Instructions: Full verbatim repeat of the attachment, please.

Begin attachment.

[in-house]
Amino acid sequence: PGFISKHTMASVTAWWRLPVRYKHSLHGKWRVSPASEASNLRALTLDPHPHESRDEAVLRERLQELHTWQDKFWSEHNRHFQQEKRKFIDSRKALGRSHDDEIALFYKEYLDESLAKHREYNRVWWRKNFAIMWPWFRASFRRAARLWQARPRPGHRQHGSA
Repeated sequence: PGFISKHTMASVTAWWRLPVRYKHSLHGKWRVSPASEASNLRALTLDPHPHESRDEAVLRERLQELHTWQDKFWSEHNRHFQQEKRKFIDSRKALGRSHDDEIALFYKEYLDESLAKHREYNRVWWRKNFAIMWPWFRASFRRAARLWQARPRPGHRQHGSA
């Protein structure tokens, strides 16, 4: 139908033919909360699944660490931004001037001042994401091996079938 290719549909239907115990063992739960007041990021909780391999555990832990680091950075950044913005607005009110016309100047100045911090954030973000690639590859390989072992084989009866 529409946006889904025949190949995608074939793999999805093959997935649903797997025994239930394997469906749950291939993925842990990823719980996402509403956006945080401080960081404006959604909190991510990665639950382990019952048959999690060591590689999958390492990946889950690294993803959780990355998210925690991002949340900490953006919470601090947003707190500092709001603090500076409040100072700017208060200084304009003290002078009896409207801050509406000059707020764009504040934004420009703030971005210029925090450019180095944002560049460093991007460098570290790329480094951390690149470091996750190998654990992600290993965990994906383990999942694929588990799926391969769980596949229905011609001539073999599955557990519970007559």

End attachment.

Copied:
[in-house]
Amino acid sequence: PGFISKHTMASVTAWWRLPVRYKHSLHGKWRVSPASEASNLRALTLDPHPHESRDEAVLRERLQELHTWQDKFWSEHNRHFQQEKRKFIDSRKALGRSHDDEIALFYKEYLDESLAKHREYNRVWWRKNFAIMWPWFRASFRRAARLWQARPRPGHRQHGSA
Repeated sequence: PGFISKHTMASVTAWWRLPVRYKHSLHGKWRVSPASEASNLRALTLDPHPHESRDEAVLRERLQELHTWQDKFWSEHNRHFQQEKRKFIDSRKALGRSHDDEIALFYKEYLDESLAKHREYNRVWWRKNFAIMWPWFRASFRRAARLWQARPRPGHRQHGSA
């Protein structure tokens, strides 16, 4: 139908033919909360699944660490931004001037001042994401091996079938 290719549909239907115990063992739960007041990021909780391999555990832990680091950075950044913005607005009110016309100047100045911090954030973000690639590859390989072992084989009866 529409946006889904025949190949995608074939793999999805093959997935649903797997025994239930394997469906749950291939993925842990990823719980996402509403956006945080401080960081404006959604909190991510990665639950382990019952048959999690060591590689999958390492990946889950690294993803959780990355998210925690991002949340900490953006919470601090947003707190500092709001603090500076409040100072700017208060200084304009003290002078009896409207801050509406000059707020764009504040934004420009703030971005210029925090450019180095944002560049460093991007460098570290790329480094951390690149470091996750190998654990992600290993965990994906383990999942694929588990799926391969769980596949229905011609001539073999599955557990519970007559």